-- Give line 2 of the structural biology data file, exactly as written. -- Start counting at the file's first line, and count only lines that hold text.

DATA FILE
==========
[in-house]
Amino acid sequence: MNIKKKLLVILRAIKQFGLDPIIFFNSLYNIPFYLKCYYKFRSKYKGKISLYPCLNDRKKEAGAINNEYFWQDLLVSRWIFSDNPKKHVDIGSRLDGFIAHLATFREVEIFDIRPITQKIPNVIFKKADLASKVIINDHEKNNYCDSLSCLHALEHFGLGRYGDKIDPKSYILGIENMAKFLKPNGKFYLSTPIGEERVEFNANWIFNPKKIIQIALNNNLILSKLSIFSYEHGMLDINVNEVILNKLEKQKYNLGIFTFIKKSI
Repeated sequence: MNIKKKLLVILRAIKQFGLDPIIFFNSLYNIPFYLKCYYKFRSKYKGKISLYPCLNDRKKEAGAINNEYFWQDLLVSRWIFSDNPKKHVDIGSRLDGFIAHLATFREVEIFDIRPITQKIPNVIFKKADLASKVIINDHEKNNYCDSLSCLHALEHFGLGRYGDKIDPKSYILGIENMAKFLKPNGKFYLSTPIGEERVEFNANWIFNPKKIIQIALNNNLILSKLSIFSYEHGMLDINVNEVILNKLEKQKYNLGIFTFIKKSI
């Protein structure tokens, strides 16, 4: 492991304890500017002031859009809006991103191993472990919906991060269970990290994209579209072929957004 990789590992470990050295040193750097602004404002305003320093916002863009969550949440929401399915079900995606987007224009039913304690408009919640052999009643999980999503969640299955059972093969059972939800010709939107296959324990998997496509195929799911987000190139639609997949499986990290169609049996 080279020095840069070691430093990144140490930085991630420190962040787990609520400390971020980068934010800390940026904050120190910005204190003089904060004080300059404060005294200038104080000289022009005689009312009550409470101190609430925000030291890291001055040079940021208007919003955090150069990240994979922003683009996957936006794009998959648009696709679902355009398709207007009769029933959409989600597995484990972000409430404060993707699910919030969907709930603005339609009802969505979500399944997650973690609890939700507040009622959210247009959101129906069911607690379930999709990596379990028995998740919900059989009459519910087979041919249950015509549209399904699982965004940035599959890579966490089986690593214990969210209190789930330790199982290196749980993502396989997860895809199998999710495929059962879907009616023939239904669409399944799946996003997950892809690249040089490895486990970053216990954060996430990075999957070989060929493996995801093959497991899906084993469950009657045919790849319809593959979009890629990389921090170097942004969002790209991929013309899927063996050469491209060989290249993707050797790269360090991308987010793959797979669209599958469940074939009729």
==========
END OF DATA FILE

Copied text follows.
Amino acid sequence: MNIKKKLLVILRAIKQFGLDPIIFFNSLYNIPFYLKCYYKFRSKYKGKISLYPCLNDRKKEAGAINNEYFWQDLLVSRWIFSDNPKKHVDIGSRLDGFIAHLATFREVEIFDIRPITQKIPNVIFKKADLASKVIINDHEKNNYCDSLSCLHALEHFGLGRYGDKIDPKSYILGIENMAKFLKPNGKFYLSTPIGEERVEFNANWIFNPKKIIQIALNNNLILSKLSIFSYEHGMLDINVNEVILNKLEKQKYNLGIFTFIKKSI